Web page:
Saturday, November 28, 2009

Partial Methods

Partial classes was a great feature added in .NET framework 2.0.
Mainly,this feature allows us to add a custom code, when working with auto-generated code after adding a new form, DataSet, web-service etc..

Microsoft has extended this feature and introduced partial methods in C# 3.0.
With partial method we can define a method signature in one part of a partial class and its implementation in another part of the same type.
It enables class creators to provide method hooks that developers may decide to implement,very similar to events provider-subscriber relationship.


public partial class Department
//partial method signature
partial void OnCreated();

public Department()

//could be placed in separate file.
public partial class Department
partial void OnCreated()

Partial method should comply with following rules:

1. Signatures in both parts of the partial type must match.

2. The method must return void.

3. No access modifiers or attributes are allowed. Partial methods are implicitly private.

You can find additional info about partial methods here:

Thursday, November 26, 2009

Handling Errors in SQL Server Transactions

I've decided to write this post, because of misunderstanding I had about default error handling while writting T-SQL statements enclosed within single transaction.

Generally, we put our T SQL statements in a transaction, in order to perform all tasks as an atomic unit of work.

For instance:


When we look at this block, we expect that if some statement raises a run-time error, the entire block is aborted, but it's not what actually happens.

By default, SQL Server aborts the erroneous statement only, and normally completes the rest of the statements.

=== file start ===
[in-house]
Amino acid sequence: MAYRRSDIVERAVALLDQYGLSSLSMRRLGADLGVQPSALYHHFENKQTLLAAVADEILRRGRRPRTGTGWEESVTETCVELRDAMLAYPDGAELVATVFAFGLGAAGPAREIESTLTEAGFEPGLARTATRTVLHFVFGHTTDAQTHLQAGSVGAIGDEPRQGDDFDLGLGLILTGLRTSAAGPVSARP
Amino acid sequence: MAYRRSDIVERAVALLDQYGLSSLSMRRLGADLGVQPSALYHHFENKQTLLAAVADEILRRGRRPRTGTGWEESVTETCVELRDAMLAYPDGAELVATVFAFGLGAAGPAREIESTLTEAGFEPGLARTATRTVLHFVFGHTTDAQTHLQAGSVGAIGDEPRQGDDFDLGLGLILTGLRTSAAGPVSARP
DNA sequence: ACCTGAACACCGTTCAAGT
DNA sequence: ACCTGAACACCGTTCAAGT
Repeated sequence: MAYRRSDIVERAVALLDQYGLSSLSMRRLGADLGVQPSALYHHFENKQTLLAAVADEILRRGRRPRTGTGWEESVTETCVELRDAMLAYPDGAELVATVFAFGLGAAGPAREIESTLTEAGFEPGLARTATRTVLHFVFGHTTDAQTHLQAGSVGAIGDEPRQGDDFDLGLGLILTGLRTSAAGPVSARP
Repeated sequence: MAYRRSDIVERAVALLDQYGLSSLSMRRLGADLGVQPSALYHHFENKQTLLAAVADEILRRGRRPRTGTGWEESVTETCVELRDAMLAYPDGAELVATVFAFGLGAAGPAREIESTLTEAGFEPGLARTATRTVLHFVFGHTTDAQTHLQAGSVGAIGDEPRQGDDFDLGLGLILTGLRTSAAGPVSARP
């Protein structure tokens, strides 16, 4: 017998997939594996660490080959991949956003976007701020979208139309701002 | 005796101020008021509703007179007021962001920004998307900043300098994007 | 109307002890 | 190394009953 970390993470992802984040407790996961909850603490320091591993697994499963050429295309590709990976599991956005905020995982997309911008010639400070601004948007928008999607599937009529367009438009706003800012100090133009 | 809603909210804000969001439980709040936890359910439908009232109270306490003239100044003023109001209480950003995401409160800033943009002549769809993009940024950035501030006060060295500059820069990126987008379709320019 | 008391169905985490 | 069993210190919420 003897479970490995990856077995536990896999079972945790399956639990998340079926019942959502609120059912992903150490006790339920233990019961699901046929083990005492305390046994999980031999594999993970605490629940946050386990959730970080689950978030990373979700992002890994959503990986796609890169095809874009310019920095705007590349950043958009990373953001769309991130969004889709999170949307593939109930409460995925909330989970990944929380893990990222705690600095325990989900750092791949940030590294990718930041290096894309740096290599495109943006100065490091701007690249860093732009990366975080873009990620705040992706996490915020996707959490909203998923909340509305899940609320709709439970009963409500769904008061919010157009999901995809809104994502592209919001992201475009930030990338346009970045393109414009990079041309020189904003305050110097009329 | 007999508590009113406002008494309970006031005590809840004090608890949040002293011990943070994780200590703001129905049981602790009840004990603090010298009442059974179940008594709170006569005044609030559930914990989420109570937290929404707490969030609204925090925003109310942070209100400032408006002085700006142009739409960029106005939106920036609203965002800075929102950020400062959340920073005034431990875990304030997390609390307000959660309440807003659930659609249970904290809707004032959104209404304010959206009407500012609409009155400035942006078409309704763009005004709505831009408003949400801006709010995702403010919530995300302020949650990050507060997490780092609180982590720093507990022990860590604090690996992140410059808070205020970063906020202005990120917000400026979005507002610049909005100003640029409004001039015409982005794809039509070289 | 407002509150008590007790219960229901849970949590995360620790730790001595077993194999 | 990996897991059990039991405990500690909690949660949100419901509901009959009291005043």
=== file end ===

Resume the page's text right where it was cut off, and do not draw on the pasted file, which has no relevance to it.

I'm pretty sure, that it was not our intention :)

We have several solutions to deal with this situation:

1. Use try-catch block introduced in SQL Server 2005





2. Check @@ERROR variable after each statement and commit only when the value of @@ERROR is zero.

3. Turn on XACT_ABORT option - actually the most convenient way to achieve the desired behaviour:


This option simply tells to SQL Server to terminate and roll back the current transaction when a run-time error occurs.

You can find the detailed description of "SET XACT_ABORT" command here.

That's it...


Monday, November 23, 2009

Handling Data Concurrency Using ADO.NET

I've encountered this article during studying of concurrency mechanism implemented in SQL Server 2005.

I found it nice, because it discusses various concurrency aspects while using ADO.NET disconnected model.



Wednesday, November 4, 2009

Cross-Tab in Crystal reports


Cross-tabs are special objects, designed in a spreadsheet style format (such as excel), you can place in your Crystal Reports. The cross tab object refers to rows and columns on the grid as groups of data in order to generate a summary data. This provides the user with an advanced analyzing data tool supported by an easy to read and use report format.

Before starting with the explanation, here are some general facts:

- You cannot create a cross-tab without a summarized field.

- All columns in a cross-tab must be the same width.

- You can pivot cross-tabs (swap the position of the rows and columns) .

- Cross-tabs doesn’t support RTL.

To illustrate the need of such an object, consider the following example:
A marketing analyst wants to generate a report that will show how many products (in units) were sold in each US state and what was the total cost.

The simple (but not easy) way to generate such a report is to generate a report that is initially grouped by US state and within grouped by product type as appears in Table1.

It should be noted that this kind of report may cause a difficulty to the analyst in comparing between some totals. For instance, comparing between the total income from selling Mountain bikes and the total income from selling Kids bikes.

A much simple view of the totals could be achieved by filling a grid using cross tab object as appears in Table2.